I will talk about algorithms (with unlimited computational power) which adaptively probe pairs of vertices of a graph to learn the presence or absence of edges and whose goal is to output a large clique. I will focus on the case of the random graph G(n,1/2), in which case the size of the largest clique is roughly 2\log(n). Our main result shows that if the number of pairs queried is linear in n and adaptivity is restricted to finitely many rounds, then the largest clique cannot be found; more precisely, no algorithm can find a clique larger than c\log(n) where c < 2 is an explicit constant. I will also discuss this question in the planted clique model. This is based on joint works with Uriel Feige, David Gamarnik, Joe Neeman, Benjamin Schiffer, and Prasad Tetali.

### Local limit theorems for combinatorial random variables

Series
Combinatorics Seminar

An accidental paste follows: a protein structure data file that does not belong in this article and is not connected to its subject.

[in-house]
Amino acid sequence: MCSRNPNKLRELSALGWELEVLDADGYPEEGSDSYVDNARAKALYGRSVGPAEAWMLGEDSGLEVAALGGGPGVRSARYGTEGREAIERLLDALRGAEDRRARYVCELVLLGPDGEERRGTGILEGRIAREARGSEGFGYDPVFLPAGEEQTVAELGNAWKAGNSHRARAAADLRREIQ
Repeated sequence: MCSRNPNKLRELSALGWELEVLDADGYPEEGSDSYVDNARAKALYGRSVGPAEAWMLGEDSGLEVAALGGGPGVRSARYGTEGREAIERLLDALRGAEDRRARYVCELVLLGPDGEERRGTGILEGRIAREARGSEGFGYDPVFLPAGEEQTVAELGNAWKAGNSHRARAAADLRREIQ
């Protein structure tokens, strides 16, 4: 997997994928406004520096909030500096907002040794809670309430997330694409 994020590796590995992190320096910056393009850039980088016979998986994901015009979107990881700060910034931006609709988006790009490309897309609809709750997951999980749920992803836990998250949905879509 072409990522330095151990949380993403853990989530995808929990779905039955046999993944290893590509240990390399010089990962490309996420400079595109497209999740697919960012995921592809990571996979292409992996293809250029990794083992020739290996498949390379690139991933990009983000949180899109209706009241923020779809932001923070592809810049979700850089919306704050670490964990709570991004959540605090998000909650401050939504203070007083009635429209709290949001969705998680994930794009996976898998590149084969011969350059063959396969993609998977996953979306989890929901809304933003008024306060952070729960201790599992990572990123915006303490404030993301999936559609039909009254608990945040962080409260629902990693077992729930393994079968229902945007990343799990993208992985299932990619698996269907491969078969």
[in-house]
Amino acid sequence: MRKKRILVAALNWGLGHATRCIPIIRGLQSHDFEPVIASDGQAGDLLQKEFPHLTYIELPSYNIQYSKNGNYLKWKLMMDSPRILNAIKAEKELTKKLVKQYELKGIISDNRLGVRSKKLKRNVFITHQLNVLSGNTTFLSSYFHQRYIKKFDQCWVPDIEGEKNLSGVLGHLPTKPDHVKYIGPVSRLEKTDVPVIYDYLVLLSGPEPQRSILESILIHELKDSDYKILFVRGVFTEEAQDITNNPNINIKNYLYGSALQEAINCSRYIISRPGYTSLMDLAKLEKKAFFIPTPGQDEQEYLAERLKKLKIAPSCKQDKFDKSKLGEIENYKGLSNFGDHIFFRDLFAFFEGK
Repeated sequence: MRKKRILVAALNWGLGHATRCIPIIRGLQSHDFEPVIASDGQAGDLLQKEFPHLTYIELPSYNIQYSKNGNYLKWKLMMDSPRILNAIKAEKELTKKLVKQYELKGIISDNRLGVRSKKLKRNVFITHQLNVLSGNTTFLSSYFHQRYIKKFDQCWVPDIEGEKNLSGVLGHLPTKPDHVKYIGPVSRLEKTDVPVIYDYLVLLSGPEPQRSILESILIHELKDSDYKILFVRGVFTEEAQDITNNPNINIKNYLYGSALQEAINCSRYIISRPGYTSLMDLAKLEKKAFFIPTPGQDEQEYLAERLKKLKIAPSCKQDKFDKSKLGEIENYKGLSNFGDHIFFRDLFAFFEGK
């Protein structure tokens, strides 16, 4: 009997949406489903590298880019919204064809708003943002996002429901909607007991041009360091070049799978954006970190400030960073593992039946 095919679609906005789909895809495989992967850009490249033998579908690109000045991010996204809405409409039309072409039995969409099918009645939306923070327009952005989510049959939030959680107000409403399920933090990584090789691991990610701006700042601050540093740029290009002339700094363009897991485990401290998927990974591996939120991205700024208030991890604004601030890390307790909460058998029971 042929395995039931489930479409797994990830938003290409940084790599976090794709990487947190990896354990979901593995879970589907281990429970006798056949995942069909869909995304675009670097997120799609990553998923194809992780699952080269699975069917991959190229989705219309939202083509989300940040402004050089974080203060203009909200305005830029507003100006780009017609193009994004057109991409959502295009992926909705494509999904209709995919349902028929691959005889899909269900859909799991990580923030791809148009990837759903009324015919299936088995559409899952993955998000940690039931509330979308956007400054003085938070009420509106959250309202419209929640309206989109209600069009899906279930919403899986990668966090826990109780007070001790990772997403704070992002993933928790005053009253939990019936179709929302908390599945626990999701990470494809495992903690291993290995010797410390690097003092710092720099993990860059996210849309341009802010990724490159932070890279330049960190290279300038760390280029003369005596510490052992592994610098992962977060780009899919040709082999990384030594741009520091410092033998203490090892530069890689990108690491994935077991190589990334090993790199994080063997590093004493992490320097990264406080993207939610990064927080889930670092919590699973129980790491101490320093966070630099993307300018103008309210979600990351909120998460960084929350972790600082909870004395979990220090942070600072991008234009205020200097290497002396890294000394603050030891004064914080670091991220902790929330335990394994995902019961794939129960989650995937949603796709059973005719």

Time
Friday, November 1, 2019 - 11:00 for 1 hour (actually 50 minutes)
Location
Skiles 249
Speaker
Ross BerkowitzYale University

Let X be the number of length 3 arithmetic progressions in a random subset of Z/101Z.  Does X take the values 630 and 640 with roughly the same probability?
Let Y denote the number of triangles in a random graph on n vertices.  Despite looking similar to X, the local distribution of Y is quite different, as Y obeys a local limit theorem.
We will talk about a method for distinguishing when combinatorial random variables obey local limit theorems and when they do not.

### Twisted Schubert polynomials

Series
Combinatorics Seminar
Time
Friday, October 18, 2019 - 15:00 for 1 hour (actually 50 minutes)
Location
Skiles 005
Speaker